Mbira maestro and versatile musician Adam Chisvo has died. He was aged 48.
Chisvo’s wife Priscilla told NewsDay that the popular mbira player succumbed to diabetes at Harare Hospital yesterday morning.
He released an 11-track album titled Famba Pore Pore in 2009, but his most outstanding contributions to the music industry were as a backing mbira and konga player as well as a session musician at numerous live concerts.
He worked with Chiwoniso Maraire, Andy Brown, Ilanga, Oliver Mtukudzi, Victor Kunonga, Taku Mafika, Willom Tight, Charles Summerfield and Busi Ncube among many others.
“He was a real pillar in the local music industry. We’ve lost a giant. That’s what I can say. Adam worked with a lot of people. We’ve lost so much. He did a lot both locally and outside our borders. He was a great person; he was always willing to impart his knowledge, experience and skills to the upcoming generation. He will surely be missed,” said Afro-jazz musician Victor Kunonga, who has been working with Chisvo for the past five years.
“From his early days with Ilanga up until today, Adam was always willing to work with everyone, including half of the musicians that make up the industry in Zimbabwe today.”
Chiwoniso was at loss of words when contacted for comment yesterday and could not gather the energy to utter something about her long-time music partner. She was so distraught.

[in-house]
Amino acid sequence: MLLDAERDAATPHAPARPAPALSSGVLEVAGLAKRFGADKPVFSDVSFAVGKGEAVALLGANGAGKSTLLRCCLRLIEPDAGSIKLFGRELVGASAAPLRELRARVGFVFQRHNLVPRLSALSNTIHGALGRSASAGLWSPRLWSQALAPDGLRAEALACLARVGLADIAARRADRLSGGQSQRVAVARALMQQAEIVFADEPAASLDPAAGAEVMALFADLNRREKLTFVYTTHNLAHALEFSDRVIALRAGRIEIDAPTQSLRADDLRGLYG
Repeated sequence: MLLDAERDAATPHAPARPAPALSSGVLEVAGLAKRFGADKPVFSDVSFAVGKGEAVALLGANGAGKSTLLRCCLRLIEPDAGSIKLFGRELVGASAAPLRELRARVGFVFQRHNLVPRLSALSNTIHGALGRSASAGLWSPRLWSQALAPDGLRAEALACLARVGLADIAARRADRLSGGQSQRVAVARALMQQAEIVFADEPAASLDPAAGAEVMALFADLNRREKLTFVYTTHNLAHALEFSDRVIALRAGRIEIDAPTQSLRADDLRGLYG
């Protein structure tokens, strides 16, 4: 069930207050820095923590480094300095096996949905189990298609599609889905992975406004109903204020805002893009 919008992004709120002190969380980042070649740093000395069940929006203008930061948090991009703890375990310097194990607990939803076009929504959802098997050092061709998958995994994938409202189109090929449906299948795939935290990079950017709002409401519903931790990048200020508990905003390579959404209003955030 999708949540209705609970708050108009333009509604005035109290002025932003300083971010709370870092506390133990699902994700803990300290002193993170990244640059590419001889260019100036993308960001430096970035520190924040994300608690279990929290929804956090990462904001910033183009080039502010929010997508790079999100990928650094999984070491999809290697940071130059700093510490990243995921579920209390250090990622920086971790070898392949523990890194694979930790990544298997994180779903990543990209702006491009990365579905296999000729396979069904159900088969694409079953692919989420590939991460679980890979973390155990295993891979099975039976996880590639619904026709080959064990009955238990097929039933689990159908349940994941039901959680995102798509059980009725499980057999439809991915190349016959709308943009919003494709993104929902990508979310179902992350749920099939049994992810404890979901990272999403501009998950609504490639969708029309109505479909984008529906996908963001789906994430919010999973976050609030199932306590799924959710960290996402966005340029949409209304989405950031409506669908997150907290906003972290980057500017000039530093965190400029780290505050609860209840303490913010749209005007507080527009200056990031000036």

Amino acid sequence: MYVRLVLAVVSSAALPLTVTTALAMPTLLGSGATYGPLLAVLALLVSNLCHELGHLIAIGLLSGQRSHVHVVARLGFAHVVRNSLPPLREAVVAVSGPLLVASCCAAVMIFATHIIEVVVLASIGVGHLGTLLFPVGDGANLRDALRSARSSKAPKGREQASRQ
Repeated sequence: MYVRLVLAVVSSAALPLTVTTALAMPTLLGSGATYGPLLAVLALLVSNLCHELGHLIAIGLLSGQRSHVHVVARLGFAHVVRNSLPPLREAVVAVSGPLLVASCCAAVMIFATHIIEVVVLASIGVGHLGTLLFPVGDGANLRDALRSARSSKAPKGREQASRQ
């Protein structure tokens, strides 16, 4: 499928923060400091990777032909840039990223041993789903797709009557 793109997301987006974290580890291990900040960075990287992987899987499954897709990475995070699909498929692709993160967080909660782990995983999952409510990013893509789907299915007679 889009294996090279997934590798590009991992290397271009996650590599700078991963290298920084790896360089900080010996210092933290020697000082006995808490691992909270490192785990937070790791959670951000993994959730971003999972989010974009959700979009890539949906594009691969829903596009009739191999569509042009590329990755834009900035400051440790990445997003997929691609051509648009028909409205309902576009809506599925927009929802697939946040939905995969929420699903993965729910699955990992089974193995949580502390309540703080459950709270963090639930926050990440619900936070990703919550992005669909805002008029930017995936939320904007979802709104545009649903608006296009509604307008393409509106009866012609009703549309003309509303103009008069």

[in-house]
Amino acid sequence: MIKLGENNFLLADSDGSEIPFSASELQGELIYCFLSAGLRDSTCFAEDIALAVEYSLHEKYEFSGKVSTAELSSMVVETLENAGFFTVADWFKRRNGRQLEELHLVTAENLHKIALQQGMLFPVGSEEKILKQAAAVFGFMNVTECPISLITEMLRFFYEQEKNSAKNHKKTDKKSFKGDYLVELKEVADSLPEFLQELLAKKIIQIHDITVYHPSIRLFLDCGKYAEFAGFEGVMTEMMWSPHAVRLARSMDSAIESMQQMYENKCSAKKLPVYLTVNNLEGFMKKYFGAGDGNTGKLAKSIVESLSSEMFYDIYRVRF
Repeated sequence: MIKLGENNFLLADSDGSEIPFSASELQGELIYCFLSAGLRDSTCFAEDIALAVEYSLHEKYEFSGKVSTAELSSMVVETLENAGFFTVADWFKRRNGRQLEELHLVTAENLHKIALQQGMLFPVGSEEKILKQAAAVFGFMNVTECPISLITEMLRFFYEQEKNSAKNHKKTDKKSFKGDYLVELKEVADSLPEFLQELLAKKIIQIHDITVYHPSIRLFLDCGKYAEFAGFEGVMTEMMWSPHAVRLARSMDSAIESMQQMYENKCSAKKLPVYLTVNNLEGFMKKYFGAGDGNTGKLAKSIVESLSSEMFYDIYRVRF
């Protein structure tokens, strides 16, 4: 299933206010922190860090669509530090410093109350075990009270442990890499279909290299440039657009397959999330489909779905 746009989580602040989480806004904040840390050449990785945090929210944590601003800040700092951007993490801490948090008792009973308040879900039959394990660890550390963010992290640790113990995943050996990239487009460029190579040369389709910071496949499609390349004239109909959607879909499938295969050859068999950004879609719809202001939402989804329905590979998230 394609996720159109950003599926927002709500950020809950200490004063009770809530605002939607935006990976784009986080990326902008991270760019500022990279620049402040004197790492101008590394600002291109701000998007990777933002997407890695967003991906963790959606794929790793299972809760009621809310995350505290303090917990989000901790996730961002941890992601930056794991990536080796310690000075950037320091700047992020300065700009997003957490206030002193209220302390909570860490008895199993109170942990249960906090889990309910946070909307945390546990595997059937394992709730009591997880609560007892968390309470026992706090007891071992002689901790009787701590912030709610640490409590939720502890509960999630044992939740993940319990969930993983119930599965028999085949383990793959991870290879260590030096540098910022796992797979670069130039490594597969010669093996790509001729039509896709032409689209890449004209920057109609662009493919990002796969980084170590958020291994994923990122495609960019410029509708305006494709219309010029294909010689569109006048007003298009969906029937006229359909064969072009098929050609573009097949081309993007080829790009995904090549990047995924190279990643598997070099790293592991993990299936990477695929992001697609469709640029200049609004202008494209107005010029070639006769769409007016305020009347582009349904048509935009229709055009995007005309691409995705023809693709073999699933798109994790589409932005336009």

“This is really shocking news to me. Chisvo was a good friend and uncle, but most importantly, a mentor to many of us young artists in the music industry. He was always willing to share knowledge and even learn despite the difference in our ages.
We have really lost another fountain of knowledge,” said Taku Mafika, a talented mbira player.
“He was a very soft-hearted man. He carried himself with so much humility, he was a great artist who never liked outshining his juniors even if he could, it’s a huge loss to the industry,” said Novell Zwangendaba, a local arts journalist.
As Zimbojam notes in one of Chisvo’s profiles, from his early experiences with Ilanga, through to his long-term association with Brown and the Storm, and leading into his succesful partnership with Chiwoniso, he provided the essential backbone to legendary musical groups.
Chisvo’s exploits in the local music industry, particularly his refining of how the mbira instrument is played, certainly qualify him as a hero and an icon of our times.
He is credited with taking mbira to a new level, experimenting with the instrument and giving it a new lease of life outside its traditional and spiritual parameters.
Apart from his music, Chisvo will be remembered for his easy-going nature and affability. He was never short of a smile.
He is survived by his wife and three sons. Mourners are gathered at number 46 Chatima Road in Mbare.